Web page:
MY colleague Nick Lavigueur is full of suggestions for this column – or blog, as he insists on calling it.
“I’ve got an idea for your blog,’’ he said a few days back.
“It’s not a blog, Nick. It’s a column,’’ I replied.
“Anyway, as I was saying, I’ve got an idea for your blog. Why don’t you do one about a hung parliament? What happens if there’s a hung parliament?’’
Good idea, I thought. So here it is then, my blog about a hung parliament.
I find it strange that so many people feel the prospect of an indecisive election result is so terrifying.
Newspaper headlines scream about a run on the pound and massive losses on the stock exchange if there’s no clear winner at the General Election on May 6. Conservative leader David Cameron tells us a hung parliament would be “damaging’’ and that the “uncertainty would be bad for Britain”.
Tory business spokesman Ken Clarke goes further, warning it would be economically “catastrophic’’ if no party wins a majority of seats in Westminster.
I don’t see what all the fuss is about. What would be so bad about a hung parliament?
It’s ingrained in the British mind that hung parliaments lead to weak, unstable governments which lack the moral authority to rule.
This attitude is partly down to the fact that hung parliaments are so rare in this country.
Some people reading this will be old enough to remember the last time a British General Election produced an inconclusive result in 1974. But I doubt any reader will be able to recall the time before that, in 1929.
Hung parliaments may not be once-in-a-lifetime events, but they do appear to be twice-in-a-lifetime.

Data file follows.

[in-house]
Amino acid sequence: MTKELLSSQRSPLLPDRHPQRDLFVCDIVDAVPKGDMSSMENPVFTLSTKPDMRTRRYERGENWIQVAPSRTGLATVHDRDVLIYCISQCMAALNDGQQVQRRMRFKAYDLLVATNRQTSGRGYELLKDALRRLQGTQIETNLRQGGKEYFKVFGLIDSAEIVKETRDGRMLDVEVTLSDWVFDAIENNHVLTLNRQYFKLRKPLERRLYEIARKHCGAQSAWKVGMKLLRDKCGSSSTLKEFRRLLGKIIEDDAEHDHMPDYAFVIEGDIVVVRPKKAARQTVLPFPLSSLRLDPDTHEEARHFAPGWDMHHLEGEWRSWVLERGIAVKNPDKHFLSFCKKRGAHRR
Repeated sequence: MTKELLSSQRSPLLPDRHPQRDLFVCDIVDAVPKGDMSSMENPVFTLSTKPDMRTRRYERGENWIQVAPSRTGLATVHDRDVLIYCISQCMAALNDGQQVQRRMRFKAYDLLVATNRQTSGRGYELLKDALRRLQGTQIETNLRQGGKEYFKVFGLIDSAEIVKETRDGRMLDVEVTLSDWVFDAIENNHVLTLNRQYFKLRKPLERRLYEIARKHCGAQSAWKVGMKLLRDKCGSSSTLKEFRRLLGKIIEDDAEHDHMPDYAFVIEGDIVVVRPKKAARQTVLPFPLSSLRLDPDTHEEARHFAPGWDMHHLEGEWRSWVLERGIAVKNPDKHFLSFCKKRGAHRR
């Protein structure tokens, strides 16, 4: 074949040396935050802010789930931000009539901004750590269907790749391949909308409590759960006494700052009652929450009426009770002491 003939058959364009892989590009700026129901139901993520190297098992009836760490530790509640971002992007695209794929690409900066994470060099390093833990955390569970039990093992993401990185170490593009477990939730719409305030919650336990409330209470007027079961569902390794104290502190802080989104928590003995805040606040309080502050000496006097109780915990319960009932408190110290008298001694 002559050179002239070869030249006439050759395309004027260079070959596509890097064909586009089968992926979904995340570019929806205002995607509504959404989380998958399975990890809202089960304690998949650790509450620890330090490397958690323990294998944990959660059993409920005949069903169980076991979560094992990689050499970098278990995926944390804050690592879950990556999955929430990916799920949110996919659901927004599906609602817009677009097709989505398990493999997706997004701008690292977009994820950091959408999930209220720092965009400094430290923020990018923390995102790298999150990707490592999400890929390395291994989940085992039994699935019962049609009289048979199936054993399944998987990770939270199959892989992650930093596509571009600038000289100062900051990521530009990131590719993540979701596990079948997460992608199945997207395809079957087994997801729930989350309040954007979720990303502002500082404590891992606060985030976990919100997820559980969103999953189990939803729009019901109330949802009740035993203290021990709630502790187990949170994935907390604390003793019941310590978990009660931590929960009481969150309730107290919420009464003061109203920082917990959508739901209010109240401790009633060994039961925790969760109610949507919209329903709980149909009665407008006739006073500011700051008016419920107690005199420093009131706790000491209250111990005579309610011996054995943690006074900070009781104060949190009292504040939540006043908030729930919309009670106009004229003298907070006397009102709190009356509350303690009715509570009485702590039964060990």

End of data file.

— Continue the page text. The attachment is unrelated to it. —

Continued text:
Yet we should bear in mind that Britain is the exception in western Europe in having so little experience of hung parliaments.
In most neighbouring countries, where the voting systems are much fairer, there are nearly always coalition governments. Every parliament is a hung parliament.
Yet I don’t see anyone saying that these countries are weak and ineffective.
Germany has had nothing but hung parliaments since 1949 – during which time it’s moved from being a shattered wreck to become by far the most powerful country in Europe.
In all that time no party has won more than 50% of the seats in the German parliament and stable coalitions have been the order of the day.
In the last 61 years, Germany has had eight leaders. In the same period, Britain has had 12 prime ministers – including a lad from Huddersfield who got two goes at the job.
It’s not written in stone that coalition governments have to be unstable governments.
Across Europe at election times the people speak and they say many things.
Out of this comes a situation where no one party has enough support to govern alone.
So the politicians do what any grown-up group of people would do in such a situation, they sit down and hammer out a deal.
Coalition partners trade off, they give up some of their manifesto pledges to get some of their other policies implemented. They trade seats around the cabinet table.
Opponents of coalition government like to harp on about how this process of ‘back-room deals’ in ‘smoke-filled rooms’ is so terribly undemocratic because the politicians, rather than the people, decide who runs the country.
But coalition dealing is just another one of life’s many messy compromises.
It’s no less democratic than the current British system which has allowed Labour to govern alone for the last five years having won all of 36% of the vote at the last General Election.
Coalition forming is nothing to fear.
It’s what happens in Ireland, Holland, Germany and Sweden. And it may be what will happen here after May 6.
Indeed, coalition-forming is normal practice in Kirklees where the four main parties have all been in power at some point in the last 10 years. And life has gone on relatively untroubled.
In stable western democracies there’s no reason to fear that anarchy lurks round the corner after an indecisive election result. The government will continue to function and the post will go on being delivered while the politicians work things out.
In the meantime I would suggest that everyone – whether they be currency speculators or Examiner reporters – should try not to worry.